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Encyclopedia > Dene

The Dene are a group of First Nations that live in the Arctic regions of Canada. The Dene speak Athabaskan languages of the Na-Dené language family, and were the first people to settle in what is now the Northwest Territories. Carved mask in Vancouver First Nations is a term for ethnicity used in Canada to replace the word Indian. It refers to the Indigenous peoples of North America located in what is now Canada, and their descendants, who are not Inuit or Métis. ... Athabaskan or Athabascan (also Athapascan or Athapaskan) is the name of a large group of distantly related Native American peoples, also known as the Athabasca Indians or Athapaskes, and of their language family. ... Pre-contact distribution of Na-Dené languages (in red) Na-Dené (also Na-Dene, Nadene, Athabaskan-Eyak-Tlingit) is a Native American language family which includes the Athabaskan languages, Eyak, and Tlingit. ... Motto: None Official languages Dene Suline, Cree, Dogrib, English, French, Gwichin, Inuktitut, Slavey Capital Yellowknife Largest city Yellowknife Commissioner Tony Whitford Premier Joe Handley (Consensus government - no party affiliations) Parliamentary representation  - House seat  - Senate seats 1 1 Area Total  â€¢ Land  â€¢ Water    (% of total)  Ranked 3rd 1,346,106 km...


The Dene include five main groups:

  • Chipewyan (Denesuline), living east of Great Slave Lake;
  • Tli Cho (Dogrib), living between Great Slave and Great Bear Lakes;
  • Yellowknives (T'atsaot'ine), formerly living north of Great Slave Lake, and now absorbed into the Chipewyan;
  • Slavey (Deh Gah Got'ine), living along the Mackenzie River (Deh Cho) southwest of Great Slave Lake;
  • Sahtu (Sahtu' T'ine), including the Locheux, Nahanni, and Bear Lake peoples, in the southwestern NWT.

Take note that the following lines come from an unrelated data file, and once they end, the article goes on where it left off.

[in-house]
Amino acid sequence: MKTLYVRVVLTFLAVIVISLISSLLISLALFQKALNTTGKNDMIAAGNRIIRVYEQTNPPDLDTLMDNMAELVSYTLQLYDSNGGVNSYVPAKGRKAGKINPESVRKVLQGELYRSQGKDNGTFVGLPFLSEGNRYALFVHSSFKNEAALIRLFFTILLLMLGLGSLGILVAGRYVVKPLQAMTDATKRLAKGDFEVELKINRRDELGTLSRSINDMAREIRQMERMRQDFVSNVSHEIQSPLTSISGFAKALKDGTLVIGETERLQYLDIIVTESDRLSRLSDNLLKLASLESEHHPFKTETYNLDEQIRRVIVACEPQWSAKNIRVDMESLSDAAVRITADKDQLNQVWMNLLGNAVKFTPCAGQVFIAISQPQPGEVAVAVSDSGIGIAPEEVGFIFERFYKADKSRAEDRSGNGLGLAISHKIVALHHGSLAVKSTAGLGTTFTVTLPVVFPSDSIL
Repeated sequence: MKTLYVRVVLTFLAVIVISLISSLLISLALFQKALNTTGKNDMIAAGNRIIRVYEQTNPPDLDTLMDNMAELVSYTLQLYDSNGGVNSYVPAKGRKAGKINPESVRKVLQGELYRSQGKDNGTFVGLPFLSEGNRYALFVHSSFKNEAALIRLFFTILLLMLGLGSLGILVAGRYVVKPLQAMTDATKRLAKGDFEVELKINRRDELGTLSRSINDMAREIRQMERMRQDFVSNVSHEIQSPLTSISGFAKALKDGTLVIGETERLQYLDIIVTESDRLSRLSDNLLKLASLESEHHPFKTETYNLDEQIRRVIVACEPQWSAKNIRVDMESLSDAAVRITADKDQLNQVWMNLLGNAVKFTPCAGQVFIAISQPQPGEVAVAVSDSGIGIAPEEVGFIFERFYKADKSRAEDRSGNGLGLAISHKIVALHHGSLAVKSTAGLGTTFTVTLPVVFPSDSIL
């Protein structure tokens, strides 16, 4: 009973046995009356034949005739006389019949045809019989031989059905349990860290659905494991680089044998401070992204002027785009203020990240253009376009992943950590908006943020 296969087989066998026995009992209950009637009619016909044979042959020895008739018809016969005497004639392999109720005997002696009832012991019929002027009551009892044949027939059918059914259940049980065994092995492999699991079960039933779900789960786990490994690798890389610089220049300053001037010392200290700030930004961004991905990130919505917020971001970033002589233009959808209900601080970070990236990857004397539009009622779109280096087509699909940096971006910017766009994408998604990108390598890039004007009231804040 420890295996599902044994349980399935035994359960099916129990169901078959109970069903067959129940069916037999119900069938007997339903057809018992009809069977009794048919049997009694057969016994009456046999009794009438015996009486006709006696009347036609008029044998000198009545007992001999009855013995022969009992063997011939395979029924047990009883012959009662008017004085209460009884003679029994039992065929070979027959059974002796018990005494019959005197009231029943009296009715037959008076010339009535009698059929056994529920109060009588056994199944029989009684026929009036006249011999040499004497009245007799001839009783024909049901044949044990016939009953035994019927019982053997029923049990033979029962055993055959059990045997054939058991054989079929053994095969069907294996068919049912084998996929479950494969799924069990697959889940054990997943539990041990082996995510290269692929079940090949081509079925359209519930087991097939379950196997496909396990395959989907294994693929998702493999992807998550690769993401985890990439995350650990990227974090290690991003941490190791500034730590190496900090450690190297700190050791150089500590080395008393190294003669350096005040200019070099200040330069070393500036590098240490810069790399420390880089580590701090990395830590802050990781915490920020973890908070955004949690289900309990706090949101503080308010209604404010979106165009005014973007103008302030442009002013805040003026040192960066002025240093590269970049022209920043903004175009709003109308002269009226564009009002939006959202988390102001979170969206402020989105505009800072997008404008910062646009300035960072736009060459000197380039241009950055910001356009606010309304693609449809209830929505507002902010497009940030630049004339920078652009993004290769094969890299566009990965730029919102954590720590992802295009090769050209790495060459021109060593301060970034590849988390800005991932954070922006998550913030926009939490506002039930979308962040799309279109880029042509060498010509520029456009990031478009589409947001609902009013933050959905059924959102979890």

Well-known Dene include Ethel Blondin-Andrew, MP for Western Arctic (the federal riding that comprises the Northwest Territories). The Canadian television series North of 60 took place among a Dene community. The Chipewyan are an aboriginal people in Canada. ... ... The Tli Cho (Tłįchǫ) First Nation, formerly known as the Dogrib, are an Aboriginal Canadian people living in the Northwest Territories (NWT). ... Great Bear Lake, NWT, Canada Great Bear Lake (Sahtu) is the largest lake in the Northwest Territories of Canada and the fourth largest in North America. ... The Yellowknives, Yellow Knives, Copper Indians, Red Knives or Tatsaotine are one of the five main groups of the Dene First Nation that live in the Northwest Territories of Canada. ... The Slavey (comprised of two groups, North and South Slavey) are a native American group indigenous to the Great Slave Lake region, in Canadas Northwest Territories. ... Approximate extent of the Mackenzie River watershed The Mackenzie River (French: fleuve Mackenzie) originates in Great Slave Lake, in the Northwest Territories, and flows north into the Arctic Ocean. ... The Sahtu are a Dene people living in the vicinity of Great Bear Lake (Sahtu, the source of their name), Northwest Territories, Canada. ... The Honourable Ethel Dorothy Blondin-Andrew, PC, MP (born March 25, 1951, in Tulita, Northwest Territories) is a former Canadian politician. ... Western Arctic is a federal electoral district and senate division in Northwest Territories, Canada, that has been represented in the Canadian House of Commons since 1979. ... North of 60 was a mid-1990s Canadian television series depicting life in the sub-Arctic northern boreal forest (north of 60 degrees North latitude, hence the title). ...


Behchoko, Northwest Territories is the largest Dene community in Canada. Behchoko, Northwest Territories, (Tli Cho) formerly Rae-Edzo was established 1 December 2005 and merged the communities of Rae (after John Rae) and Edzo, which are four miles apart by air and eleven miles apart driving distance. ...


External links


  Results from FactBites:
 
Dene - Wikipedia, the free encyclopedia (207 words)
A dene in Northumbria means a steep-sided valley.
The Dene are a group of First Nations that live in the Arctic regions of Canada.
The Dene speak Athabaskan languages of the Na-Dené language family, and were the first people to settle in what is now the Northwest Territories.
Na-Dené languages - Wikipedia, the free encyclopedia (410 words)
Navajo is the most widely spoken language of the Na-Dené family, spoken in Arizona, New Mexico, and other regions of the American Southwest.
Dene or Dine is a widely distributed group of Native languages and peoples spoken in Canada, Alaska, and parts of Oregon and northern California.
Eyak is spoken in the Alaskan panhandle and today there is only one speaker left.
  More results at FactBites »

 
 

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